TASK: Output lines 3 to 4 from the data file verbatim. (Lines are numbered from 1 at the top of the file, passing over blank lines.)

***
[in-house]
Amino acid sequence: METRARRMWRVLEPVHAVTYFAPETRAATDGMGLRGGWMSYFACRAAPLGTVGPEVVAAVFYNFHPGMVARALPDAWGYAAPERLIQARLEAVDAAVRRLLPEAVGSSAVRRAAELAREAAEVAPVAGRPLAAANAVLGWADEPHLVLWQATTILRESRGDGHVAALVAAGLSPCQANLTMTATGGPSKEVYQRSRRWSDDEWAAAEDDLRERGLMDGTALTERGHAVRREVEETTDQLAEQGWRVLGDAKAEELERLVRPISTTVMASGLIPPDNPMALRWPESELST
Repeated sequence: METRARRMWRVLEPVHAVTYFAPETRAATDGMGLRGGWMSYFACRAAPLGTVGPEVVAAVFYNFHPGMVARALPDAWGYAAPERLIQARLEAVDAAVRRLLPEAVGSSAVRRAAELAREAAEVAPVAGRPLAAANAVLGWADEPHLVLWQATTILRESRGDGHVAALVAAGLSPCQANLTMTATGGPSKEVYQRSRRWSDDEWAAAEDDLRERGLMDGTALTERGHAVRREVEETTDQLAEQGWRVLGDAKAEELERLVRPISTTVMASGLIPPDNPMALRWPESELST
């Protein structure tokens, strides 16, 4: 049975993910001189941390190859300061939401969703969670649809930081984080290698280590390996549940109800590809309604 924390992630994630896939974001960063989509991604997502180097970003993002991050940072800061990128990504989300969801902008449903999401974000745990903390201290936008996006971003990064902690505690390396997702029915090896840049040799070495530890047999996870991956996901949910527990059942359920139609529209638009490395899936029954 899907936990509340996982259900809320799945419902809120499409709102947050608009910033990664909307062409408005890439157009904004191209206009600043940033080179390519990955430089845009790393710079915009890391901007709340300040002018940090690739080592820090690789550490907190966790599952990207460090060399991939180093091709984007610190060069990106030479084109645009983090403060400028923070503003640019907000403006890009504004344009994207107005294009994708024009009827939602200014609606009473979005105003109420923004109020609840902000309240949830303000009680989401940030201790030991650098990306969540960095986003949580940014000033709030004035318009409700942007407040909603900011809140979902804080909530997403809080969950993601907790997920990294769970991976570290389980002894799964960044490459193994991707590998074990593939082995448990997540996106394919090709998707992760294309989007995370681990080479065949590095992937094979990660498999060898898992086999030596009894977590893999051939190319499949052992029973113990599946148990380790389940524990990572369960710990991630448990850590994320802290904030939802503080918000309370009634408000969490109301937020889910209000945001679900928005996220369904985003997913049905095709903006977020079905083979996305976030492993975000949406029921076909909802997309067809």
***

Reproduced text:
Repeated sequence: METRARRMWRVLEPVHAVTYFAPETRAATDGMGLRGGWMSYFACRAAPLGTVGPEVVAAVFYNFHPGMVARALPDAWGYAAPERLIQARLEAVDAAVRRLLPEAVGSSAVRRAAELAREAAEVAPVAGRPLAAANAVLGWADEPHLVLWQATTILRESRGDGHVAALVAAGLSPCQANLTMTATGGPSKEVYQRSRRWSDDEWAAAEDDLRERGLMDGTALTERGHAVRREVEETTDQLAEQGWRVLGDAKAEELERLVRPISTTVMASGLIPPDNPMALRWPESELST
């Protein structure tokens, strides 16, 4: 049975993910001189941390190859300061939401969703969670649809930081984080290698280590390996549940109800590809309604 924390992630994630896939974001960063989509991604997502180097970003993002991050940072800061990128990504989300969801902008449903999401974000745990903390201290936008996006971003990064902690505690390396997702029915090896840049040799070495530890047999996870991956996901949910527990059942359920139609529209638009490395899936029954 899907936990509340996982259900809320799945419902809120499409709102947050608009910033990664909307062409408005890439157009904004191209206009600043940033080179390519990955430089845009790393710079915009890391901007709340300040002018940090690739080592820090690789550490907190966790599952990207460090060399991939180093091709984007610190060069990106030479084109645009983090403060400028923070503003640019907000403006890009504004344009994207107005294009994708024009009827939602200014609606009473979005105003109420923004109020609840902000309240949830303000009680989401940030201790030991650098990306969540960095986003949580940014000033709030004035318009409700942007407040909603900011809140979902804080909530997403809080969950993601907790997920990294769970991976570290389980002894799964960044490459193994991707590998074990593939082995448990997540996106394919090709998707992760294309989007995370681990080479065949590095992937094979990660498999060898898992086999030596009894977590893999051939190319499949052992029973113990599946148990380790389940524990990572369960710990991630448990850590994320802290904030939802503080918000309370009634408000969490109301937020889910209000945001679900928005996220369904985003997913049905095709903006977020079905083979996305976030492993975000949406029921076909909802997309067809």